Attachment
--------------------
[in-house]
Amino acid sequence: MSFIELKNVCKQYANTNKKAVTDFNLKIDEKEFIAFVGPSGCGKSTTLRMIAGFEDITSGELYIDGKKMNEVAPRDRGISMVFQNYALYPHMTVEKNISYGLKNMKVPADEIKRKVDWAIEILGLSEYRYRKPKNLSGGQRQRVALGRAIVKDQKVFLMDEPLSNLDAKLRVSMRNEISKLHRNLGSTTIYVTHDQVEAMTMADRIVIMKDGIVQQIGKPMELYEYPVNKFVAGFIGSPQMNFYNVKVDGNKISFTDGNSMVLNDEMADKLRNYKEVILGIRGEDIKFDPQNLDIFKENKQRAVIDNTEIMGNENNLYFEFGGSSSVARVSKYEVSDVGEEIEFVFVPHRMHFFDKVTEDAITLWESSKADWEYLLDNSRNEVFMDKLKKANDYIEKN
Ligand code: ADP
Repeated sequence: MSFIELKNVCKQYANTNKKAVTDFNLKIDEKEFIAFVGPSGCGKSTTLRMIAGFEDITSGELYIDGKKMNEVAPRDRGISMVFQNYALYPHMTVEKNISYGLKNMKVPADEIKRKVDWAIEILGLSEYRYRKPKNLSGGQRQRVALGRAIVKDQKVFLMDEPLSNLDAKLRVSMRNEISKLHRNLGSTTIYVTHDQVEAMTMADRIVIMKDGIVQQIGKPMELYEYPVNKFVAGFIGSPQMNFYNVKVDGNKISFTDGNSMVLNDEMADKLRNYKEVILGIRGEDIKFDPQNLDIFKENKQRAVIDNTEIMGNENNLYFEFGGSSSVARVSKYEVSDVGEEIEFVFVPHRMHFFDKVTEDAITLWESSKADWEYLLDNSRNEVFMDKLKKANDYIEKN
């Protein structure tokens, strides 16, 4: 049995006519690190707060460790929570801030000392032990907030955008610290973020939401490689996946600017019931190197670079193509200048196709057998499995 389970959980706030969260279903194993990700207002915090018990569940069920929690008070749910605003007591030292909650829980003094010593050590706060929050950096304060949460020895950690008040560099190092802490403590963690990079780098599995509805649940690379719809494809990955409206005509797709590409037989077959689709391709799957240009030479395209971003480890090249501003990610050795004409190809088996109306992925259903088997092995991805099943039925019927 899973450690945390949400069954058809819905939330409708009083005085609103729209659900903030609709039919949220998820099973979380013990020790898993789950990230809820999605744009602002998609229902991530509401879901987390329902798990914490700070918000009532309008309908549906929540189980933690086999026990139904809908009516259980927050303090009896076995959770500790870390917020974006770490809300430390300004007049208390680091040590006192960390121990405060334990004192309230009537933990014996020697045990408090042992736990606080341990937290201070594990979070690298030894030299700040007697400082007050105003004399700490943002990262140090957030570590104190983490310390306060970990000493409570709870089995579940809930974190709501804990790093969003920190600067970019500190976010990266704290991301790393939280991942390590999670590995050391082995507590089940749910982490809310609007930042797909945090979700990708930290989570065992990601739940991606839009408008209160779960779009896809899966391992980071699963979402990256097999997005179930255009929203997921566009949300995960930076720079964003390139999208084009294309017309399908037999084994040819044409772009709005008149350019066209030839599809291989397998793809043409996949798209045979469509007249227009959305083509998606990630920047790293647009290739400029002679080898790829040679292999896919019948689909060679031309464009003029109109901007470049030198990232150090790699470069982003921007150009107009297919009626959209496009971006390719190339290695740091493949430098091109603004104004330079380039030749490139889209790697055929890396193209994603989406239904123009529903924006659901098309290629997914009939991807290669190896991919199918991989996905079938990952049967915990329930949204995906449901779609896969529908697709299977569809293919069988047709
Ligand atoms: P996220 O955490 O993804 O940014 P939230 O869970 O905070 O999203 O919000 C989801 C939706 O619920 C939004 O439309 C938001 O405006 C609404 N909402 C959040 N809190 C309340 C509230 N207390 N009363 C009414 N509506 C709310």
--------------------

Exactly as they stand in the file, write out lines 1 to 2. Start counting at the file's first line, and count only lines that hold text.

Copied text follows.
[in-house]
Amino acid sequence: MSFIELKNVCKQYANTNKKAVTDFNLKIDEKEFIAFVGPSGCGKSTTLRMIAGFEDITSGELYIDGKKMNEVAPRDRGISMVFQNYALYPHMTVEKNISYGLKNMKVPADEIKRKVDWAIEILGLSEYRYRKPKNLSGGQRQRVALGRAIVKDQKVFLMDEPLSNLDAKLRVSMRNEISKLHRNLGSTTIYVTHDQVEAMTMADRIVIMKDGIVQQIGKPMELYEYPVNKFVAGFIGSPQMNFYNVKVDGNKISFTDGNSMVLNDEMADKLRNYKEVILGIRGEDIKFDPQNLDIFKENKQRAVIDNTEIMGNENNLYFEFGGSSSVARVSKYEVSDVGEEIEFVFVPHRMHFFDKVTEDAITLWESSKADWEYLLDNSRNEVFMDKLKKANDYIEKN